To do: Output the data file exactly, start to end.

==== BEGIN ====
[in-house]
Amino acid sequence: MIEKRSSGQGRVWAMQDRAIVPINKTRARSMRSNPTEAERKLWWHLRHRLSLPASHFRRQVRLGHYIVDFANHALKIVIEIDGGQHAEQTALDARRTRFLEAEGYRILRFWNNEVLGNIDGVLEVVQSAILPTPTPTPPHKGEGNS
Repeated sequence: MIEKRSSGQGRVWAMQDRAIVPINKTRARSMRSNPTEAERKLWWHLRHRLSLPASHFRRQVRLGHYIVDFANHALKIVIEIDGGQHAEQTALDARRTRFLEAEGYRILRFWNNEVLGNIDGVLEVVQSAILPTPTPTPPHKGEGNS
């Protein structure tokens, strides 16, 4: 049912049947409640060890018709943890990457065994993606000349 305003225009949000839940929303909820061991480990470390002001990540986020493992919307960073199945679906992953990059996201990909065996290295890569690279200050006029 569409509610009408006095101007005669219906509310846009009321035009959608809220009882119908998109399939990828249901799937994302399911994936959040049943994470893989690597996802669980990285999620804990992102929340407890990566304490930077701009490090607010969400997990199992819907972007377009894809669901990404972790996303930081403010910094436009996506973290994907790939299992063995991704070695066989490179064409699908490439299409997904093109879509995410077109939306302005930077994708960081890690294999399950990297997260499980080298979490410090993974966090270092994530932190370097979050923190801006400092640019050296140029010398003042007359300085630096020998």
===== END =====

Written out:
[in-house]
Amino acid sequence: MIEKRSSGQGRVWAMQDRAIVPINKTRARSMRSNPTEAERKLWWHLRHRLSLPASHFRRQVRLGHYIVDFANHALKIVIEIDGGQHAEQTALDARRTRFLEAEGYRILRFWNNEVLGNIDGVLEVVQSAILPTPTPTPPHKGEGNS
Repeated sequence: MIEKRSSGQGRVWAMQDRAIVPINKTRARSMRSNPTEAERKLWWHLRHRLSLPASHFRRQVRLGHYIVDFANHALKIVIEIDGGQHAEQTALDARRTRFLEAEGYRILRFWNNEVLGNIDGVLEVVQSAILPTPTPTPPHKGEGNS
């Protein structure tokens, strides 16, 4: 049912049947409640060890018709943890990457065994993606000349 305003225009949000839940929303909820061991480990470390002001990540986020493992919307960073199945679906992953990059996201990909065996290295890569690279200050006029 569409509610009408006095101007005669219906509310846009009321035009959608809220009882119908998109399939990828249901799937994302399911994936959040049943994470893989690597996802669980990285999620804990992102929340407890990566304490930077701009490090607010969400997990199992819907972007377009894809669901990404972790996303930081403010910094436009996506973290994907790939299992063995991704070695066989490179064409699908490439299409997904093109879509995410077109939306302005930077994708960081890690294999399950990297997260499980080298979490410090993974966090270092994530932190370097979050923190801006400092640019050296140029010398003042007359300085630096020998």